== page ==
In 2007, Scan Display built exhibition stands at two overseas shows. Scan exhibited at Exhibiting Show in London for the first time, and built two stands for local clients at a medical show in Madrid.
Scan’s MD, Justin Hawes, says Scan has learnt some valuable lessons from its work overseas. He believes companies exhibiting at international shows face a whole new set of challenges. They should consider the following factors:
Planning in advance
Good planning is critical to ensure that exhibiting is a success, wherever the show. However, it becomes even more important for companies exhibiting abroad. Coping with the inevitable hitches associated with exhibitions is tougher on foreign soil. Exhibitors don’t have their own resources on hand to make any last-minute changes and everything seems to take longer as result of factors like greater traffic congestion in foreign cities.
It is an advantage if the company contracted to build the exhibition stand works with a partner or subcontractor in the country hosting the show. This means that resources are on tap and there is access to people who are familiar with the local venue, suppliers and regulations. It also helps to have someone on your team who speaks the local language, especially when managing crises.
It is a good idea to reduce the amount of freight as much as possible and source equipment and print work in the host country. Freighting is both expensive and unpredictable. As a result of a customs strike, Scan’s team in Madrid battled to clear the stand materials and equipment and started building the stand three days later than scheduled.
Each country has its own safety regulations for exhibition stands and overseas’ regulations are more stringent than local regulations. At Exhibiting Show in the UK, Scan had to submit a detailed engineer’s report as its stand was over three metres high.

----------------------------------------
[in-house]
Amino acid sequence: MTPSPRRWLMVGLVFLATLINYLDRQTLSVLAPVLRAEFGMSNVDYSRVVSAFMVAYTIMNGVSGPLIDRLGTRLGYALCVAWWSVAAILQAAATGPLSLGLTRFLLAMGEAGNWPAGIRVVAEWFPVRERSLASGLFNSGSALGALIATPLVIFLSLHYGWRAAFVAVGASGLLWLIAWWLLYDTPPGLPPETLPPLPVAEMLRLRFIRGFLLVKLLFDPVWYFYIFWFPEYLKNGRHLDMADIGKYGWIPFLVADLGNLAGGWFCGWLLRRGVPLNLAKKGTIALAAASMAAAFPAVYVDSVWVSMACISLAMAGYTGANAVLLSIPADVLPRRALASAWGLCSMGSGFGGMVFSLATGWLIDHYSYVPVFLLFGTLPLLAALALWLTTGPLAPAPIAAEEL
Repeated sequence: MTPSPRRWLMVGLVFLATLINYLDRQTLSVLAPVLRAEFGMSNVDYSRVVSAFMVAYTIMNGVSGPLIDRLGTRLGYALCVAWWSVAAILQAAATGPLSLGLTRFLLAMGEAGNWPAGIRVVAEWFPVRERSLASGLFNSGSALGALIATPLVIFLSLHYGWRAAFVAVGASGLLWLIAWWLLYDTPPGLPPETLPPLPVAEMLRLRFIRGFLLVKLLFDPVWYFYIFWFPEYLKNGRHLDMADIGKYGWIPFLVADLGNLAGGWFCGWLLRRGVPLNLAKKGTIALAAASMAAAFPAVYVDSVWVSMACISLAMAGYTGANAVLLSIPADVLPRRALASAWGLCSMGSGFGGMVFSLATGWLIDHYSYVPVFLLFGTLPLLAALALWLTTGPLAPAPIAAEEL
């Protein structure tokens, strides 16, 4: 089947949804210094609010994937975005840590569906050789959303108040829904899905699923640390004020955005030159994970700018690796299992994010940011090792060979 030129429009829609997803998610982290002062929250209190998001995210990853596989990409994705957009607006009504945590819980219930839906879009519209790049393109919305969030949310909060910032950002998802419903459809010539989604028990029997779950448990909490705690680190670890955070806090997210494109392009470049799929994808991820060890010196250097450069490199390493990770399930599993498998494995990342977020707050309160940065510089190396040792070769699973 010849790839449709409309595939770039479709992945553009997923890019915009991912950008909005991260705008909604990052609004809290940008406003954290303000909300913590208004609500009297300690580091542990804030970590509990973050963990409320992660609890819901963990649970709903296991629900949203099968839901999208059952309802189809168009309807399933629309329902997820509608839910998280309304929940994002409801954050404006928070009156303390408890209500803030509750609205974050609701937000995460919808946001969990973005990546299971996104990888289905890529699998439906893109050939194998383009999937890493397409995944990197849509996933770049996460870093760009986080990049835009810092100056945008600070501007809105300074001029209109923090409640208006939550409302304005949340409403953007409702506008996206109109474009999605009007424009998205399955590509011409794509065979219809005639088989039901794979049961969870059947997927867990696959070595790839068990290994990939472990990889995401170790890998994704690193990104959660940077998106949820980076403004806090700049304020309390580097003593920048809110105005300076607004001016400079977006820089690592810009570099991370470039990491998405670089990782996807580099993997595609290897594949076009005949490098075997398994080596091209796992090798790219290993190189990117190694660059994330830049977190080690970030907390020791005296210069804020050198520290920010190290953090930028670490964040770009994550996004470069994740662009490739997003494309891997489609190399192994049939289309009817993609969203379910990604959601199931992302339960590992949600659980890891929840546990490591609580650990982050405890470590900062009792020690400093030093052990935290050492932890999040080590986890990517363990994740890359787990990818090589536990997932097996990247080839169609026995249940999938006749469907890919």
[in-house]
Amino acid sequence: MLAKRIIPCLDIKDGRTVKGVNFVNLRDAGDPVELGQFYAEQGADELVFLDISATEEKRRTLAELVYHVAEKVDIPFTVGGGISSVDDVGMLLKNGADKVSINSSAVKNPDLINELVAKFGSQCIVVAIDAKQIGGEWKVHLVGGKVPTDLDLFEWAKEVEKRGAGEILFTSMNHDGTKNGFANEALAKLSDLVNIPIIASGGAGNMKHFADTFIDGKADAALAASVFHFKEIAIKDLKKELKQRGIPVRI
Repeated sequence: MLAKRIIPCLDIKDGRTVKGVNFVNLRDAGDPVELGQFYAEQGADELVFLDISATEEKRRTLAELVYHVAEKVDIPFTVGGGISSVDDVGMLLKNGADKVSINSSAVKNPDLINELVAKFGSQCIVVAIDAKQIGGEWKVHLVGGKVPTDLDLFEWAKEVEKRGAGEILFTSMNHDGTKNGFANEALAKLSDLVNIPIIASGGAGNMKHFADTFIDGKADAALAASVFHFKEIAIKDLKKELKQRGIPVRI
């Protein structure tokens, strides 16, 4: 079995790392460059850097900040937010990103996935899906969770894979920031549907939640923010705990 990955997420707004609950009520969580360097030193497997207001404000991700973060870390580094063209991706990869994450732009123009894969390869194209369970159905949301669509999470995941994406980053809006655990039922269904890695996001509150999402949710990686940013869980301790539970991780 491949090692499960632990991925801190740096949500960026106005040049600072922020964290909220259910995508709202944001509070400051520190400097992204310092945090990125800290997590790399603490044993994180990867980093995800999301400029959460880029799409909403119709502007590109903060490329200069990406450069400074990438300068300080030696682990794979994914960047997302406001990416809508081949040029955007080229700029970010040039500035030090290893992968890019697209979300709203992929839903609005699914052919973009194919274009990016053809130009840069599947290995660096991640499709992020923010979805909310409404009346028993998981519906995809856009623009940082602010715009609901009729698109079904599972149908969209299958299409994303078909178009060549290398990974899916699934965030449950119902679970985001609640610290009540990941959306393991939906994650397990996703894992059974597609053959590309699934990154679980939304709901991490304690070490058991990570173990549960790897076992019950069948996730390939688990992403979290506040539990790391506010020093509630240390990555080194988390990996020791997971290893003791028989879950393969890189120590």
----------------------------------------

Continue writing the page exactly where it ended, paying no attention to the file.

Exhibitors should ensure that their stand builder is familiar with the regulations of the country hosting the exhibition.
It is advisable to keep the stand design and construction as simple as possible. Exhibiting at an international show is challenging enough without pushing the design and construction boundaries.
Exhibitors should consider that their target market at the show has different values from visitors back at home. While Scan’s give-away of popcorn at the local Markex shows was a great success, the same marketing tool was a failure at the UK Exhibiting Show. Visitors were suspicious of accepting food from strangers, and those who took the snack wanted it with sugar rather than the salt requested in SA.
Exhibitors need to be aware from the outset that exhibiting overseas is an expensive exercise. There are the freight, travel and accommodation bills to foot. In addition, the contractor costs in the UK and Europe are about three times the local costs. For example, installing a plug point costs approximately R150 in SA and R1 500 in the UK.
Through its Export Marketing & Investment Assistance programme, the dti may partially compensate companies for expenses incurred while exhibiting at international shows. While there are a number of qualifying criteria and the application process is lengthy, it is worth pursuing.
South African companies can claim the VAT portion of certain expenses incurred while exhibiting in some foreign countries. There are a number of consultancies that assist with these claims on a contingency fee basis. Exhibitors are required to submit their original VAT invoices and a valid tax clearance certificate.
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